Low Energy Nuclear Reaction Research at the Naval Research Laboratory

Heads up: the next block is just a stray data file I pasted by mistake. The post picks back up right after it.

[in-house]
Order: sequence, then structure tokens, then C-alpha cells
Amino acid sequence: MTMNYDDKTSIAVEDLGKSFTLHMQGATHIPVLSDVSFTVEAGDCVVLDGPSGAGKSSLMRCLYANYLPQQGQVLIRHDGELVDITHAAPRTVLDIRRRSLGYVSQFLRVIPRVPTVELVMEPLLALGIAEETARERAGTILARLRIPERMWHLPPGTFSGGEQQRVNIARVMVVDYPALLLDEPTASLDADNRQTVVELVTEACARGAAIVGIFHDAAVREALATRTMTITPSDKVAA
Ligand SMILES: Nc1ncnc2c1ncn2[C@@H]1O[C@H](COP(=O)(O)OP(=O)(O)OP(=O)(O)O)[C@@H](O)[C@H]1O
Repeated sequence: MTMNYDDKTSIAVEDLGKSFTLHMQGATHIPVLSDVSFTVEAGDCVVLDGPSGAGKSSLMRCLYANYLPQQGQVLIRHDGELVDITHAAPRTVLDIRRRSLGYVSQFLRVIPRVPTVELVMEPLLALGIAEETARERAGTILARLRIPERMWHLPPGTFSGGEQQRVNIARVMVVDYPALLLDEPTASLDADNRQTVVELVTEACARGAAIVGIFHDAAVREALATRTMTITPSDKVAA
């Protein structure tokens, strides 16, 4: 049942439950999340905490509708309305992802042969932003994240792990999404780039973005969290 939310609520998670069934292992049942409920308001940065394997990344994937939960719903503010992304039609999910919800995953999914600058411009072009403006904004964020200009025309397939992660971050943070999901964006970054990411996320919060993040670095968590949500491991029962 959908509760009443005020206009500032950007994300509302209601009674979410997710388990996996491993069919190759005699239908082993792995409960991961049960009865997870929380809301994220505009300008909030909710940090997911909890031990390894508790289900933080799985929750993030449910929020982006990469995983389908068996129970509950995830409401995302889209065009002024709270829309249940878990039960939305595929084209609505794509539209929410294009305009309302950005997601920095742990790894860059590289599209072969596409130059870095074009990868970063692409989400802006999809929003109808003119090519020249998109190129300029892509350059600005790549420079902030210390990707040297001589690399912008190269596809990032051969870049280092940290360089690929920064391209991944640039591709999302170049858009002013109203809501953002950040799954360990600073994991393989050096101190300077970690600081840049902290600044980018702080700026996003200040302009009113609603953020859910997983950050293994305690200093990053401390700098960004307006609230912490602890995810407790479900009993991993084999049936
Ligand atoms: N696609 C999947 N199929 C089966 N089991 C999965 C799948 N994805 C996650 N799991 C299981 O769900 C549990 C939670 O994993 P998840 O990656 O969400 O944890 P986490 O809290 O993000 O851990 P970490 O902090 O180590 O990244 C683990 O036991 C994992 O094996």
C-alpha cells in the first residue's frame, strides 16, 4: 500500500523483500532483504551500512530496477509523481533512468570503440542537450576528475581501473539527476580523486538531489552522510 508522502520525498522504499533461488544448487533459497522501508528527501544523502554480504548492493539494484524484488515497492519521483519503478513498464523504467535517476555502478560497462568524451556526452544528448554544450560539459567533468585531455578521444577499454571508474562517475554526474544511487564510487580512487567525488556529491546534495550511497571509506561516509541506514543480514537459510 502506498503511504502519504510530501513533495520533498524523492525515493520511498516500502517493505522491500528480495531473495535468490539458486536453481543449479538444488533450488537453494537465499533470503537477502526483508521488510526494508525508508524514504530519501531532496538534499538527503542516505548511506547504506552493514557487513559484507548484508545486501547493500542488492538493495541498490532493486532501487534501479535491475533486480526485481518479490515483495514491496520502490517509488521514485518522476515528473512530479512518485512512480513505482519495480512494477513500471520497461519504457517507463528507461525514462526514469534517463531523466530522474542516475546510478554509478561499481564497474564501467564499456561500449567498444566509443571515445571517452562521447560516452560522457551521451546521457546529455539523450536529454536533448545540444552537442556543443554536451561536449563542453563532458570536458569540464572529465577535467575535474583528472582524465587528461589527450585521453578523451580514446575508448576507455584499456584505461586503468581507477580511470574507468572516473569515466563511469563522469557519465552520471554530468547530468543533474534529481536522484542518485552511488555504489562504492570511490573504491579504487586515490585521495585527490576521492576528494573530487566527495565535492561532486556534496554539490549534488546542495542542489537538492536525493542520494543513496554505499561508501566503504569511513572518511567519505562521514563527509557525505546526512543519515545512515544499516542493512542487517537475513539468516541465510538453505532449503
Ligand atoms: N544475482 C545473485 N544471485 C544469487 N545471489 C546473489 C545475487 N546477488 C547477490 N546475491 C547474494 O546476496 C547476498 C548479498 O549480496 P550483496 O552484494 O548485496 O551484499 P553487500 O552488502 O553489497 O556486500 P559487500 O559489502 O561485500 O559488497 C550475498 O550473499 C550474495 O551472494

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We have explored the field of Low Energy Nuclear Reactions (LENR) for about eight years focusing on transmutation, electrochemistry, and gas loading with the latter two being the most fruitful. In electrochemistry, palladium foil is loaded with deuterium in a closed electrochemical cell contained in a calorimeter. Occasionally, excess energy is produced that is much larger than can be accounted for by chemistry or the electrical input into the system. Unfortunately, the poor reproducibility (<6%) prevented discovery of the trigger for this excess heat. In gas loading, palladium nanoparticles are pressurized with deuterium. While the resultant heat is very reproducible, it is much lower than from electrochemical experiments and therefore harder to characterize as unconventional chemistry. In both approaches to LENR only energy (as heat) is produced - neither nuclear products nor transmutations have been firmly established. Science is data driven. Once a hypothesis is formed, the most important scientific task is to disprove the hypothesis. Only after failure to find conflicting data is a hypothesis accepted as likely correct, but that acceptance can change on a moments notice when new data arises. Although simple in concept, LENR experiments have subtle pitfalls to trap the more casual researcher, and much of our effort has gone into uncovering these pitfalls. Through a historical perspective, I will discuss the application of the scientific method to selected results and how incorrect conclusions could have been easily made. In contrast, we can find no artifacts to explain the data for some of our results, and therefore we must conclude that an unknown source of energy exists and is worthy of more attention.